Polygonal numbers represent an ancient link between geometry and number theory, and can be traced back to the Greeks (Pythagoras and his followers, in fact).
A good question is, “Can we find a formula for the nth polygonal number?”
A good answer is, “Yes.” To do so requires the so-called “method of finite differences”. Well, it doesn’t really “require” it…
Some Properties of Polygonal Numbers (that the Greeks knew about)
Twice any triangular number is an oblong number.
The nth square number exceeds its predecessor by the sum of their two roots (Fibonacci).
The nth square number is the sum of the first n odd integers (Pythagoras).
Eight times any triangular number plus one is a square number (Pythagoras).
Any square number is the sum of two consecutive triangular numbers (Nichomachus, Introduction to Arithmetic).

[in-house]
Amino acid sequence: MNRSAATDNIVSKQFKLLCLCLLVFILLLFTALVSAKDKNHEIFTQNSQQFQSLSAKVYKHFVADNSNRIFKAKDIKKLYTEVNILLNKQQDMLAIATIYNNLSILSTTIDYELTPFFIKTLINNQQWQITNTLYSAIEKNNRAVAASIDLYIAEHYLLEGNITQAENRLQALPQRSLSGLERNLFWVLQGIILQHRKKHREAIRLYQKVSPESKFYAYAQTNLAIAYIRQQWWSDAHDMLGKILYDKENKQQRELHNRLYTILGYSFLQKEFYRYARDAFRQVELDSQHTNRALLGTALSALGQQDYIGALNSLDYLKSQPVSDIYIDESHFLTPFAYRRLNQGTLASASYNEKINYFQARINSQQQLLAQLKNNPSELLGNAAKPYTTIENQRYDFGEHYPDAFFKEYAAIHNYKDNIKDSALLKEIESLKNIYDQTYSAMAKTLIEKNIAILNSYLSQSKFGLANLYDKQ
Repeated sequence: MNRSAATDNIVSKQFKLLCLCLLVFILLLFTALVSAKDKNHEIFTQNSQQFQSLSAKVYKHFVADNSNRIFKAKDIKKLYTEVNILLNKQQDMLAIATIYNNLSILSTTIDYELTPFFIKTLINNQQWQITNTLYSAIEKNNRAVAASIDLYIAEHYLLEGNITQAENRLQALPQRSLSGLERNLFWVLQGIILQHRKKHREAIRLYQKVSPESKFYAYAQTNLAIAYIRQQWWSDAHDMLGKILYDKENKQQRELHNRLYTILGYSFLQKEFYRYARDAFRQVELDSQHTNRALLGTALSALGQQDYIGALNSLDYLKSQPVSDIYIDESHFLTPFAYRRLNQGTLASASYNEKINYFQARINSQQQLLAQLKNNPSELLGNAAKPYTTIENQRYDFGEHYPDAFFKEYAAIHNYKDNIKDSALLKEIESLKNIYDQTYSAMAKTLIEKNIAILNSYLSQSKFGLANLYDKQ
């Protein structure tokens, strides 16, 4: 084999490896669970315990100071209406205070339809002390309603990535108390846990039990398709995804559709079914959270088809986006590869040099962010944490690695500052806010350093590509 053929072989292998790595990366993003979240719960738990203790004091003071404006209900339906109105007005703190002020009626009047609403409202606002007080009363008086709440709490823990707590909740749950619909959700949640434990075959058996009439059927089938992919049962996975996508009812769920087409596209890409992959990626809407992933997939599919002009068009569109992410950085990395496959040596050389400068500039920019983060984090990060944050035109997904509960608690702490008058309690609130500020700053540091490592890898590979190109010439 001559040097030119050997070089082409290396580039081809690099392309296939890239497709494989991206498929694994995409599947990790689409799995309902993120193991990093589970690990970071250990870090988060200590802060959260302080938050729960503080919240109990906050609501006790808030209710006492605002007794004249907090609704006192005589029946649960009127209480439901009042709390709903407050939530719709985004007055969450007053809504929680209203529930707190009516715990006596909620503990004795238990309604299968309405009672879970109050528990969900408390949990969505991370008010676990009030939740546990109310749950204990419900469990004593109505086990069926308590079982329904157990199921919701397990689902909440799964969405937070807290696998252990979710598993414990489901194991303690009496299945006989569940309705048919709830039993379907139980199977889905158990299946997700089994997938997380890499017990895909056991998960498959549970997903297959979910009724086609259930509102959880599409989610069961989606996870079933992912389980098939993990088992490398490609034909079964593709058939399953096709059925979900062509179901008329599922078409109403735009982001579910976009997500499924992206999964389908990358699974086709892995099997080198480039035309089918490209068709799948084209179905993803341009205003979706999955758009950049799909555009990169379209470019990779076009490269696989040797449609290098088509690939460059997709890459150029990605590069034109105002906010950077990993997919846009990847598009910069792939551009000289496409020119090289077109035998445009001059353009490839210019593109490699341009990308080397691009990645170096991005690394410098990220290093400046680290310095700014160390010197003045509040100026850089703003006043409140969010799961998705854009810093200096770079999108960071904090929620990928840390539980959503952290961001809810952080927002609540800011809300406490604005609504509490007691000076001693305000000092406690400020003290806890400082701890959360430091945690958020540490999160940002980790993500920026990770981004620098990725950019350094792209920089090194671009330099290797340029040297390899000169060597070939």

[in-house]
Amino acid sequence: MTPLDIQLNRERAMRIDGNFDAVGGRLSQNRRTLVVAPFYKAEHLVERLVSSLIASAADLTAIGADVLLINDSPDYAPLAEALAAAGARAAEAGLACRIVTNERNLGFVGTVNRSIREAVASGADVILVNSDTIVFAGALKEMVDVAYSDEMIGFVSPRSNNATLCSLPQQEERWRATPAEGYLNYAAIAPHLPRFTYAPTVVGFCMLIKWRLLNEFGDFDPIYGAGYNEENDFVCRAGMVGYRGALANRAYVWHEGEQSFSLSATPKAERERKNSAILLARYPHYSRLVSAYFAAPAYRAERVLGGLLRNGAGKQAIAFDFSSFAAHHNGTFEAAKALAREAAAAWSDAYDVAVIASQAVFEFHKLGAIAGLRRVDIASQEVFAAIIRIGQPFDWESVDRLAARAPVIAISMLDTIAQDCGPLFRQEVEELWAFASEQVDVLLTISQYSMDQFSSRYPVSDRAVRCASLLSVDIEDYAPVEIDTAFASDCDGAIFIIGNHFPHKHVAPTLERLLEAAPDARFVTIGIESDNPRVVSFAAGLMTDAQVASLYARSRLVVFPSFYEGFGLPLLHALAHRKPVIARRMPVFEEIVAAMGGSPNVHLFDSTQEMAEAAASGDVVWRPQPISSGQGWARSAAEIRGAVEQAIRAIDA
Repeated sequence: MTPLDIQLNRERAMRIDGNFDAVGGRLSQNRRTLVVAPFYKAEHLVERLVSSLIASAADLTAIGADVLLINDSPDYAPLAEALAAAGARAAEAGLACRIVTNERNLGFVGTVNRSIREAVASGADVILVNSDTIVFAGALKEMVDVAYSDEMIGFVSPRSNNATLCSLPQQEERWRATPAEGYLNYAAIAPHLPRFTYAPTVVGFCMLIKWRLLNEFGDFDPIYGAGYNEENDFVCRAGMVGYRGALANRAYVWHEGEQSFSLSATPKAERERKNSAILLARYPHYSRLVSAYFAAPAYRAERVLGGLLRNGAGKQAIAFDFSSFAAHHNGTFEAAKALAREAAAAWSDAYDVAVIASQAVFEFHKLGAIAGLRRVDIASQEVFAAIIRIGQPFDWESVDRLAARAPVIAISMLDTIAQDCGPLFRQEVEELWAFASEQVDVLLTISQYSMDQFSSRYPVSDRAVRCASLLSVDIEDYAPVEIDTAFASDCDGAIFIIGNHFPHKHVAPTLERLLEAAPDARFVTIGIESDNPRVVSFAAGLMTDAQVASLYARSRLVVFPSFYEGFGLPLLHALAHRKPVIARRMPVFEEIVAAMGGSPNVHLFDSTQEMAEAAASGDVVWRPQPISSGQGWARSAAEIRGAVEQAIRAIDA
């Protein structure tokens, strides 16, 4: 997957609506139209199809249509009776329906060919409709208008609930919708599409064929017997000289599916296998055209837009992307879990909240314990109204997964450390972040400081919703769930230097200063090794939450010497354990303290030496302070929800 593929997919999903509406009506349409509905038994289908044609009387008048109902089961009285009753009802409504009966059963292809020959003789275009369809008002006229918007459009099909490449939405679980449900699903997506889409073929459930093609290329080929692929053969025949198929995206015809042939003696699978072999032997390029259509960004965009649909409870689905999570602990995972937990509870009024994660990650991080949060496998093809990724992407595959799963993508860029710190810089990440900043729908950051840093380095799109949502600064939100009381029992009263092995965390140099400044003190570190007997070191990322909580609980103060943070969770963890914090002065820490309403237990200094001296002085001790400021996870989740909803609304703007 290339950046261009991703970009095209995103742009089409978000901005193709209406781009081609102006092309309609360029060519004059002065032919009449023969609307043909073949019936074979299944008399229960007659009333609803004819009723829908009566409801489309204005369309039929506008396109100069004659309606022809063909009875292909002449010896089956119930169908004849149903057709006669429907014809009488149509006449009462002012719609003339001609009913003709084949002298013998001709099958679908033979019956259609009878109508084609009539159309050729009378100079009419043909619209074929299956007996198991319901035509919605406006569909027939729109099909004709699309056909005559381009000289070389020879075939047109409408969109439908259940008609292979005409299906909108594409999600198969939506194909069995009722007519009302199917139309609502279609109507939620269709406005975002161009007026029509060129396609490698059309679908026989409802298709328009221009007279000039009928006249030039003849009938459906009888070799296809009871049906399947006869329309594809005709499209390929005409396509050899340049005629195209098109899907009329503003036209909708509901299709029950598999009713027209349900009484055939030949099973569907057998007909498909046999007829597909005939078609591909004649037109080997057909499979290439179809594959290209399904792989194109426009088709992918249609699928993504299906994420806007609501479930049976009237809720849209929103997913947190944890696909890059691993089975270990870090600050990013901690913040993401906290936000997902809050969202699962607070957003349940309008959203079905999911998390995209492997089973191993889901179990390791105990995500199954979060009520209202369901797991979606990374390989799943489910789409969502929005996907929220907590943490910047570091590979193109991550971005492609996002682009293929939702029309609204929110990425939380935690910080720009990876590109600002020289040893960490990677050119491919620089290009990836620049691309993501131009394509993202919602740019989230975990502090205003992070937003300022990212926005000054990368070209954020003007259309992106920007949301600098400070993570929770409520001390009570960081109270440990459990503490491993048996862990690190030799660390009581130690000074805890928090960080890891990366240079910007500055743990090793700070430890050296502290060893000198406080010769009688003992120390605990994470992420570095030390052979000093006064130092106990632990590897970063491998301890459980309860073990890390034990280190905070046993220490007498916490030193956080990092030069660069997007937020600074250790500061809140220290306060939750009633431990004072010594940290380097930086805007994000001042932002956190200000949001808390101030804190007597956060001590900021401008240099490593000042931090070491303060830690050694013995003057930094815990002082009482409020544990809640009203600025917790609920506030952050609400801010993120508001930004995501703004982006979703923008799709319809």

Any pentagonal number is the sum of a square number and triangular number (Nichomachus).
There exists an “odd number triangle cubic sum mystery”.
Fermat once conjectured that every positive integer is the sum of at most 3 triangular numbers, or at most 4 square numbers, etc…
Final Thoughts on Polygonal Numbers
Find a formula for the nth m-gonal number .
Show that if denotes the nth triangular number, then the following numbers are also triangular: . Can you generalize?